Katsinca: If the Ring of Kerry is your goal, try to fly into Shannon. From the airport it's about 2 hours to Killarney and 2.5 hours to Kenmare. Although a lot of folks here downplay Killarney as touristy, it is a central place to base yourself for the ROK and Killarney National Park. It also has the benefit of being a relatively short drive after a trans-Atlantic flight. Along the Ring of Kerry there are a series of tower ruins, which some call castles. They were mostly used as lookouts and "toll booths". https://theringofkerry.com/things-to-see/castles. They are not restored and there is no real historical information provided. But they are fun to see and climb around. The one in Ballinskelligs is next to an abbey ruin. If you depart for Scotland from Dublin there are two other historic defensive castles to visit: Cahir Castle and Trim Castle. Cahir Castle, https://heritageireland.ie/places-to-visit/cahir-castle/, would be more or less on your way from Killarney to Dublin. Trim Castle, https://heritageireland.ie/places-to-visit/trim-castle/, is outside of Dublin and about a 30-45 minute drive from the airport, which makes it a good place to spend your last night. The previously mentioned Rock of Cashel is also on the way from Killarney to Dublin and is definitely worth a visit. https://heritageireland.ie/places-to-visit/rock-of-cashel/

Posted by
200 posts

Hello all!!

Thank you so much for the info and suggestions! There are lotsof good information given. I have ordered SW book on Ireland to look at. To be honest, Ireland was a change on ou trip. We were going to London first then Scotland and then we decisded to switch. We have heard so much positive info on Ireland! As of yet we do not know where to fly into Ieland and have not picked a place o places to stay. I guess it depends on where we visit. I liked the suggestion of the drive. It sounded lie it offered a lot of sights to see. Would you reccommend B&B's or hotels to stay in? Will renting a car be hard? I think we4 will fly into Scotland instead of tking the ferry.
Again any suggestions and opinions are welcomed.

Thanks,
Kathy

Posted by
3467 posts

You might want to wait a day before renting a car. Driving immediately after arrival may be a problem. Lack of sleep, jet lag, being on unfamiliar ground, and driving on the left might not bother some people. Others are driving semi impaired, and others (like me) shouldn't be allowed to operate machinery at all. Even a small incident at the start of a trip can be a downer for the entire trip. Don't mean to rain on your trip, just offering food for thought.

Posted by
544 posts

The actual rental of a car is not hard. All the major agencies are at both Shannon and Dublin airports. There are at least two rental car agencies located in Killarney. Whether it is easy to drive is a matter of experience - have you driven on the left before? Are you comfortable with narrow roads with pullouts? If you haven't driven on the left then the recommendation to wait a day before driving is a good one. You can take a bus from Shannon to Killarney - it's about a 4 hour ride. Or, since there are 4 of you, it might make sense to share a private driver. Search the forum (grey box at the top of the page) and you'll find recommendations for private drivers in County Kerry. Hotels versus B&B's is really a matter of preference and budget.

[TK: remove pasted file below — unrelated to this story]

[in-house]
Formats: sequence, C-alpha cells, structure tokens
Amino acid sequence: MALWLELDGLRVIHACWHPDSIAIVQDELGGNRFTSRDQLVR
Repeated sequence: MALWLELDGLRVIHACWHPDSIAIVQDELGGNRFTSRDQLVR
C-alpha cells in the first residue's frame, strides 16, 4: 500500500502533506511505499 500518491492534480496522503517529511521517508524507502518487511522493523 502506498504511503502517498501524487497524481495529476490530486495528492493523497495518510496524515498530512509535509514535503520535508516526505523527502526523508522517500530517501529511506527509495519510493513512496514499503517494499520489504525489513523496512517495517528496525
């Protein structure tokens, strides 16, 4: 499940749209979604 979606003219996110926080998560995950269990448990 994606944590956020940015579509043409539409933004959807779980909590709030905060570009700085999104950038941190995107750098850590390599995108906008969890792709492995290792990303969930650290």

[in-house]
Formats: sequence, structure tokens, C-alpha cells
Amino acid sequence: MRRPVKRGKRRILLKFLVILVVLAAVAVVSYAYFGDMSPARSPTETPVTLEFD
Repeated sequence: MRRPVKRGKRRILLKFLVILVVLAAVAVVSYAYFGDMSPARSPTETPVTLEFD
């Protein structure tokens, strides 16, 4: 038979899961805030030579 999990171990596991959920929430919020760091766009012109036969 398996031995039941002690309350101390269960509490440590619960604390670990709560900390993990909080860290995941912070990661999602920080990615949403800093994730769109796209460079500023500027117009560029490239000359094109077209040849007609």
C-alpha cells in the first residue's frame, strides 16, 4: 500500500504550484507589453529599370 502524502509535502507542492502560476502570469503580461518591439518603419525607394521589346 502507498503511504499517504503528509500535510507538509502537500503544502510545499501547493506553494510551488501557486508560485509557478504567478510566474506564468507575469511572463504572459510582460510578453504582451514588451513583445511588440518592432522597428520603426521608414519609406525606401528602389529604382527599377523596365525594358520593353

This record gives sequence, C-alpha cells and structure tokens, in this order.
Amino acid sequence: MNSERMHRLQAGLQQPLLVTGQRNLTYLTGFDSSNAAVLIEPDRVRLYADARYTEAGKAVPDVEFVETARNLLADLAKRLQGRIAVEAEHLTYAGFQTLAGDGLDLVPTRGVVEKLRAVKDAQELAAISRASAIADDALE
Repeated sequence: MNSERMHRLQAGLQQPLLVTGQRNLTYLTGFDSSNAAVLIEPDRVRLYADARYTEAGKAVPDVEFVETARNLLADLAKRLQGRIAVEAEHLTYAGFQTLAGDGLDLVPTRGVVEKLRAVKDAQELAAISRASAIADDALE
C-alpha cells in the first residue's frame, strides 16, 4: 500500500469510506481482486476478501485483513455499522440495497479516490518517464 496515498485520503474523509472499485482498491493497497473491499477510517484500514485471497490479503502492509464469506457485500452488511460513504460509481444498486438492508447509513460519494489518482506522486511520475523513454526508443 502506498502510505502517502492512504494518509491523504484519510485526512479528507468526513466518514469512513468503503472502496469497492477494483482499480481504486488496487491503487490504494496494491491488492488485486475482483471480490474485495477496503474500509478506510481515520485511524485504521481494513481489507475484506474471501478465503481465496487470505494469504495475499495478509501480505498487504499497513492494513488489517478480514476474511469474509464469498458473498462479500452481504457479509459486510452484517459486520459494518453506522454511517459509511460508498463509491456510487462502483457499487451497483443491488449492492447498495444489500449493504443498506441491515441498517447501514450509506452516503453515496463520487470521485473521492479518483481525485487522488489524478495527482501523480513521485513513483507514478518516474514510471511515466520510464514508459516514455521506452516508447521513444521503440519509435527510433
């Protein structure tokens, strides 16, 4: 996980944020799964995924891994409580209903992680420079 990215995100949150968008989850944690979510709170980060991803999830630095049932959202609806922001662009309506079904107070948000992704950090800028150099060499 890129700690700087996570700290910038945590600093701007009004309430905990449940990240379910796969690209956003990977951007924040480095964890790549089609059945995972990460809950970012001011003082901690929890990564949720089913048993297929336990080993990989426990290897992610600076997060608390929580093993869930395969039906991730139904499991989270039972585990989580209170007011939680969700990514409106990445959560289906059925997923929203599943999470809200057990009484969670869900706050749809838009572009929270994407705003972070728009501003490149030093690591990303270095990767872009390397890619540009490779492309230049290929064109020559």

Posted by
896 posts

Wondering if you would benefit from looking at a guide book like those RS publishes? Maps and descriptions all in one place to provide an introduction to possibilities. Usually available at libraries if you do not wish to purchase - maybe in ebook format, too.

Posted by
3523 posts

It sounds like this is your first trip to Europe. You do need to consult the Rick Steves guidebooks on Britain & Ireland. They will also include a lot of general information on European travel. You can see what they include by going to Guidebooks: Britain & Ireland and clicking on the ones of interest.

The basics of European travel are covered in greater detail in his Europe Through the Back Door.

In the meantime, there are resources right here on this Rick Steves website that can answer many of the questions you are asking and provide info on lots of details you don't know to ask about.

The standard phrase here is that there's a lot you don’t know that you don’t know. I've been traveling for about 45 years and even lived in Germany for 3, but I still have forehead slapping moments and learn something new every time I plan a trip

About European travel in general, go to Travel Tips. There you can learn about planning your trip, transportation, packing, money, phones & technology, theft & scams, sleeping & eating, health & hygiene and sightseeing & activities.

About the places you want to visit, go to Explore Europe. There you can browse countries including Ireland which includes Northern Ireland, Scotland, Wales and England. Each one has information on cities and locations, what to see there and more. Above I linked to the section on Scotland as an example.

As for going by ferry, there are several options. I've gone from Scotland to Belfast that way. It's a fairly short crossing, but going from Belfast to Scotland you need to be aware that it's still a relatively long train ride to Edinburgh. As others have suggested it might be faster to fly there from the Republic of Ireland or Northern Ireland, if that's possible. Your departure airport would depend on flight availability and/or where you finish up your Ireland visit.

If you're still interested in taking the ferry, the main route is from Belfast to Cairnryan. This is a link to more information about that route.

It doesn't matter how long or short your trip is, there will still be many logistical details to work out. Sometimes they will affect where you actually can go during the time you are there.

Posted by
3333 posts

I agree that focusing on going one of those two directions is essential.
One idea….. ( I’m not sure if you are counting arrival day as one of your 4)